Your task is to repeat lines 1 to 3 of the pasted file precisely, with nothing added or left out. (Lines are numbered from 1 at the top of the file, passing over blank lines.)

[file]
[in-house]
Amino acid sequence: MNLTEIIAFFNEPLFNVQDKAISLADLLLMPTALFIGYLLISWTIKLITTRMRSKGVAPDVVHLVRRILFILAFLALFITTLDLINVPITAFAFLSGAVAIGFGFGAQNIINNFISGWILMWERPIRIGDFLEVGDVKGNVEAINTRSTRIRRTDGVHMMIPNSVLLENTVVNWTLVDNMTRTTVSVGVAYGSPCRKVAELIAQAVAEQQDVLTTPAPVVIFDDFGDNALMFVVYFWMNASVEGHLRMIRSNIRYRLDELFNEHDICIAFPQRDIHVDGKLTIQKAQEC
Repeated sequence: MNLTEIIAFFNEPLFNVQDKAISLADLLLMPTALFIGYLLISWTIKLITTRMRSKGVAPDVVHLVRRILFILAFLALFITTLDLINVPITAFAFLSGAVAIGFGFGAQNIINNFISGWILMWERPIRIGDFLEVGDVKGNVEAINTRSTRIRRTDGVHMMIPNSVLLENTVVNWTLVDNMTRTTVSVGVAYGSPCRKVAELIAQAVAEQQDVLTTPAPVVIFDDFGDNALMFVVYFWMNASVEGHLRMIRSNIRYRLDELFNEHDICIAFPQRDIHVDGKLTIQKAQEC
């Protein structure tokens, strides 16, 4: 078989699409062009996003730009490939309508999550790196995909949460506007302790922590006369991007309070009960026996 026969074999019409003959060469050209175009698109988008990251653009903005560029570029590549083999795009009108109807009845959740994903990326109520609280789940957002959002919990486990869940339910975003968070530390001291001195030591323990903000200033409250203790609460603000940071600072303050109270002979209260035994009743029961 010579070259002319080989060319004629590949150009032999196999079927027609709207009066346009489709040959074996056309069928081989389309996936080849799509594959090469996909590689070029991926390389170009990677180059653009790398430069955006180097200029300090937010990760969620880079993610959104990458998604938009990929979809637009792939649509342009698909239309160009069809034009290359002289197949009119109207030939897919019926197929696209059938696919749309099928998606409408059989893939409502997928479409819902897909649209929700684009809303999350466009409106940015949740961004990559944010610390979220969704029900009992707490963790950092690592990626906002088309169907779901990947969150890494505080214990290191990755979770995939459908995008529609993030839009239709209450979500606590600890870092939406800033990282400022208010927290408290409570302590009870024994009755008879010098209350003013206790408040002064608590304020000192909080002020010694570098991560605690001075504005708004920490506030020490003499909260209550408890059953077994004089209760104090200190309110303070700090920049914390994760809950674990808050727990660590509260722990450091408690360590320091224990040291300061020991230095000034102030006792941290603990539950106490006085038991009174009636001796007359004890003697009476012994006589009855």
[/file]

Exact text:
[in-house]
Amino acid sequence: MNLTEIIAFFNEPLFNVQDKAISLADLLLMPTALFIGYLLISWTIKLITTRMRSKGVAPDVVHLVRRILFILAFLALFITTLDLINVPITAFAFLSGAVAIGFGFGAQNIINNFISGWILMWERPIRIGDFLEVGDVKGNVEAINTRSTRIRRTDGVHMMIPNSVLLENTVVNWTLVDNMTRTTVSVGVAYGSPCRKVAELIAQAVAEQQDVLTTPAPVVIFDDFGDNALMFVVYFWMNASVEGHLRMIRSNIRYRLDELFNEHDICIAFPQRDIHVDGKLTIQKAQEC
Repeated sequence: MNLTEIIAFFNEPLFNVQDKAISLADLLLMPTALFIGYLLISWTIKLITTRMRSKGVAPDVVHLVRRILFILAFLALFITTLDLINVPITAFAFLSGAVAIGFGFGAQNIINNFISGWILMWERPIRIGDFLEVGDVKGNVEAINTRSTRIRRTDGVHMMIPNSVLLENTVVNWTLVDNMTRTTVSVGVAYGSPCRKVAELIAQAVAEQQDVLTTPAPVVIFDDFGDNALMFVVYFWMNASVEGHLRMIRSNIRYRLDELFNEHDICIAFPQRDIHVDGKLTIQKAQEC